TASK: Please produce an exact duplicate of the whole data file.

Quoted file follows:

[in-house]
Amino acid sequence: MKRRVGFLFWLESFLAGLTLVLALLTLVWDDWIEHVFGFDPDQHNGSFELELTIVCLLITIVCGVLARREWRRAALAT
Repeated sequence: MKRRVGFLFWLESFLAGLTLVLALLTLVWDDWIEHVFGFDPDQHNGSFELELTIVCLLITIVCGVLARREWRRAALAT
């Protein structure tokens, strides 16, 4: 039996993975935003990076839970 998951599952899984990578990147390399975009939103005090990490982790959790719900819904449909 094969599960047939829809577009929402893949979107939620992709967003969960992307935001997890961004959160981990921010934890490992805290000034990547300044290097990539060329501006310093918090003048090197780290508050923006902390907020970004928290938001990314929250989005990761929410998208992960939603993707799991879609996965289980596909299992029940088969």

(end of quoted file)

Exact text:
[in-house]
Amino acid sequence: MKRRVGFLFWLESFLAGLTLVLALLTLVWDDWIEHVFGFDPDQHNGSFELELTIVCLLITIVCGVLARREWRRAALAT
Repeated sequence: MKRRVGFLFWLESFLAGLTLVLALLTLVWDDWIEHVFGFDPDQHNGSFELELTIVCLLITIVCGVLARREWRRAALAT
């Protein structure tokens, strides 16, 4: 039996993975935003990076839970 998951599952899984990578990147390399975009939103005090990490982790959790719900819904449909 094969599960047939829809577009929402893949979107939620992709967003969960992307935001997890961004959160981990921010934890490992805290000034990547300044290097990539060329501006310093918090003048090197780290508050923006902390907020970004928290938001990314929250989005990761929410998208992960939603993707799991879609996965289980596909299992029940088969």